Data bars are one of the key types of conditional formatting in Excel. They're great way to show the relative magnitude of values in a set of data.
Let's take a look.
Here we have a simple table that tracks the progress of a group of people towards a fundraising goal. Column C shows that each person has a goal of $3,000. And Column D shows the current funds raised per person.
Let's use conditional formatting to display progress as a data bar. As always, the first step is to select the cells we'd like to format.
In the Conditional Formatting menu, data bars are a main category. There are six presets for data bars with gradient fills, and six presets for data bars with solid fills. Except for the fill, these data bar presets are the same.
Excel builds a live preview on the worksheet as we hover over each option.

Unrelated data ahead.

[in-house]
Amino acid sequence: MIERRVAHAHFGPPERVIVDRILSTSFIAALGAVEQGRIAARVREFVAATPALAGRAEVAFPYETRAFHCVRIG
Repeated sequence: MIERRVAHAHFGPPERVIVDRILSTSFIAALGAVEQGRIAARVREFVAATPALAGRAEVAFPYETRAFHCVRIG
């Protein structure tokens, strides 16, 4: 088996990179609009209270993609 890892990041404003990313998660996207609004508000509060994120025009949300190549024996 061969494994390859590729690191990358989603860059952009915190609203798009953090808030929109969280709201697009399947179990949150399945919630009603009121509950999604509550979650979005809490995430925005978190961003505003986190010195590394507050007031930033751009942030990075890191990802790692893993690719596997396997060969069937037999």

When we select a preset, the data bar formatting is applied immediately.
Like other conditional formatting, data bar rules can be edited at any time using Manage Rules.
When editing a data bar rule, you can specify a minimum and maximum, alter the bar appearance, the location of the axis (which is useful when some values are negative) and control the bar direction.
With positive values, Excel will use zero for the minimum and the largest value for the maximum. However, when the selection contains extra large values, like we see in row 11, the scale will be distorted, and make other values look more similar. In this case, a maximum number of 3000 makes more sense.
Now the scale is more meaningful.
You may not want the data bars overlapping numbers. One solution is to display bars in another column. To do this, we'll add a formula in column E that simply refers back to the values column D. Now, we'll apply data bars to this column.
As before, we set the maximum to the number 3000. Then, we check "Show bar only" to hide the numbers.
Finally, we delete the original rule. Now the numbers and bars are separated, but the bars are still linked to the data.